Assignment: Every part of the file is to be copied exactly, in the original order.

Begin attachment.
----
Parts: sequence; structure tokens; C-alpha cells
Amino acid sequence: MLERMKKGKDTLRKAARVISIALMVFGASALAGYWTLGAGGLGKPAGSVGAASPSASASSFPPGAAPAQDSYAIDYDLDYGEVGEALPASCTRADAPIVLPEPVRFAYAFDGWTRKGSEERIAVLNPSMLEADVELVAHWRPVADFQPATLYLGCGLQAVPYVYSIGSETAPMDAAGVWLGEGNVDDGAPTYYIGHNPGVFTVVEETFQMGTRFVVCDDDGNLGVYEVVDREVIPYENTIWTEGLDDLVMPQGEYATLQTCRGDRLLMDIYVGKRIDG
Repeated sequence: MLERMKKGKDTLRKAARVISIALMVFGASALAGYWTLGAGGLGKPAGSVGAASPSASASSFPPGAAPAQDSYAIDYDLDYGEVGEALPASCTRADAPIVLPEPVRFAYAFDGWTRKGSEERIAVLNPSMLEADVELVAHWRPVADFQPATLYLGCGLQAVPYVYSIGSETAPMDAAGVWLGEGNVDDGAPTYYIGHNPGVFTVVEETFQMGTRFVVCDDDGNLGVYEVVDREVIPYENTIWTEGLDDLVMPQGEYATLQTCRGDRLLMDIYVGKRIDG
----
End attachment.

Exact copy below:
Parts: sequence; structure tokens; C-alpha cells
Amino acid sequence: MLERMKKGKDTLRKAARVISIALMVFGASALAGYWTLGAGGLGKPAGSVGAASPSASASSFPPGAAPAQDSYAIDYDLDYGEVGEALPASCTRADAPIVLPEPVRFAYAFDGWTRKGSEERIAVLNPSMLEADVELVAHWRPVADFQPATLYLGCGLQAVPYVYSIGSETAPMDAAGVWLGEGNVDDGAPTYYIGHNPGVFTVVEETFQMGTRFVVCDDDGNLGVYEVVDREVIPYENTIWTEGLDDLVMPQGEYATLQTCRGDRLLMDIYVGKRIDG
Repeated sequence: MLERMKKGKDTLRKAARVISIALMVFGASALAGYWTLGAGGLGKPAGSVGAASPSASASSFPPGAAPAQDSYAIDYDLDYGEVGEALPASCTRADAPIVLPEPVRFAYAFDGWTRKGSEERIAVLNPSMLEADVELVAHWRPVADFQPATLYLGCGLQAVPYVYSIGSETAPMDAAGVWLGEGNVDDGAPTYYIGHNPGVFTVVEETFQMGTRFVVCDDDGNLGVYEVVDREVIPYENTIWTEGLDDLVMPQGEYATLQTCRGDRLLMDIYVGKRIDG